Designer: Bryce Larson
Project Time: 1-8 Hours
Project Complexity: Amateur
Project Cost: Under $100
The TB model # is W3-315. I have been told by several people that the paper cone drivers actually perform a little better and don’t have the harshness that the alum cone drivers do.
With specs in hand from the TB web site (I have no way of measuring currently) I began the cabinet modeling. I use WinISD to get me close – I find the interface nice and really quick to use. I ended up with a ported 300in^3 enclosure. this may be pushing the driver below what it likes to reproduce, but for the most part I keep these little guys crossed over well above the point where they begin to work too hard. I have a sealed sub that integrates well between 120 and 150 Hz (another submission, another time). The enclosure has a 1.5″x4″ vent – tuning the enclosure to about 73 Hz. The predicted response gets me to about 63 Hz @ -3dbl.
I used cardboard tube with an inside diameter of 8″ for the cabinet. You can find this at most building supply stores – however I got mine at a custom tube rolling place. That way I don’t have to deal with the wax coating that most sonotube has. The baffle and end cap are 3/4″ MDF (mostly because I have it laying around). The port is 1.5″ ID PVC. The interior wiring is CAT5. I used some thick stretchy black knit for the covering of the tube and left the MDF caps unfinished. I used binding posts that I scavenged from a set of Energy Veritas 1.8 cabinets – gold plated and very heavy duty. I built a simple stand from some pallet wood I had laying around. The design is pretty simple – most of the time in construction was spent on fitting the drivers to the front baffle. This is my ever-so-clean work area. I first flush mounted the drivers – this should help smooth the response slightly. Second I cut the hole for the driver – this is pretty straightforward with a fly-cutter (or circle-cutter). You can get these at your local hardware store – they’re a high speed steel blade on an arm out from a 1/4″ drill bit. The blade’s distance from the bit is adjustable. Throw this guy in a drill press and you get perfect circles. I have one that will cut up to 4″ holes – I use it for ports and small drivers. After the hole was cut I used a 1/2″ round off bit on the inside of the baffle to give the driver a little more clearance. It was a pretty tight fit and I was worried about the driver “breathing”. This still left the driver hitting where my spade connectors attached. So I spent a little time with my micro-carving set removing as little of the baffle as possible and still allowing the driver to fit well. The driver is offset from the center of the front baffle to help reduce standing waves inside the cabinet.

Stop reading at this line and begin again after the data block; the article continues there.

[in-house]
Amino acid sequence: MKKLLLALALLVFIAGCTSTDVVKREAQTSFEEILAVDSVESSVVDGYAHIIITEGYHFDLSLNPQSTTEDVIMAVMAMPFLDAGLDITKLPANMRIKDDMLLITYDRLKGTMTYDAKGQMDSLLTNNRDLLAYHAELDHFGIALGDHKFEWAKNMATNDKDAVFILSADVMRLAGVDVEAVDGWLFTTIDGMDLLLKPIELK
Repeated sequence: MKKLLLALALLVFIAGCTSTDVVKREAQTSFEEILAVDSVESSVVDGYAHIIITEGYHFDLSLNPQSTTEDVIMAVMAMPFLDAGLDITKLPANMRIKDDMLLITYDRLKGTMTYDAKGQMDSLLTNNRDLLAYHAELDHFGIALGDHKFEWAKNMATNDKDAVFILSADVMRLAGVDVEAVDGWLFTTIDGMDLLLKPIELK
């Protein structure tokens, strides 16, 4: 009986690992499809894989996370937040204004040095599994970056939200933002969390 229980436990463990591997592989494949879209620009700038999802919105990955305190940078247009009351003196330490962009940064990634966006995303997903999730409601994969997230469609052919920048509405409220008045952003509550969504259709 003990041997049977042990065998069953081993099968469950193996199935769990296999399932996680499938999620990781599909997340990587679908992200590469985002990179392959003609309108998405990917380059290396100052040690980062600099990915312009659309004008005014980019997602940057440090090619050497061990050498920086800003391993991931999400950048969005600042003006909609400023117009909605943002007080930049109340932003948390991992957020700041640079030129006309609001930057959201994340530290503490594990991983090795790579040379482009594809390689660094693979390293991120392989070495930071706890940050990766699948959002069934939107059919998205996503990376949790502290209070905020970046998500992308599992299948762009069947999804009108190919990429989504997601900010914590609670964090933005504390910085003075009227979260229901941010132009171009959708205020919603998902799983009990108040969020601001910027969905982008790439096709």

I call these speakers SDSS 1.1. It’s an acronym for Single Driver Stubby Speaker 1.1 – because they have only one driver and they look kinda stubby. These speakers are not top of the heap audiophile speakers – but as computer speakers or as in my case, as bedroom speakers they are fantastic. They image like crazy and perform incredibly well on vocals and acoustic music. The high end can be slightly harsh, but for human voices they are superb. I build this pair in about 2 1/2 hours and for under $20. That’s a good investment.
About The Designer
My name is Bryce Larson. I’m a 24 year old guy who has recently found the world of speaker design and building. My background is in Theatre Design and Technical Direction. This means that I have spent much of my life designing technically complicated things that also have to look good – and that I have a good background in sound and electronics – AND that I have access to a really good shop. When I found speaker design I realized that it was a perfect fit.
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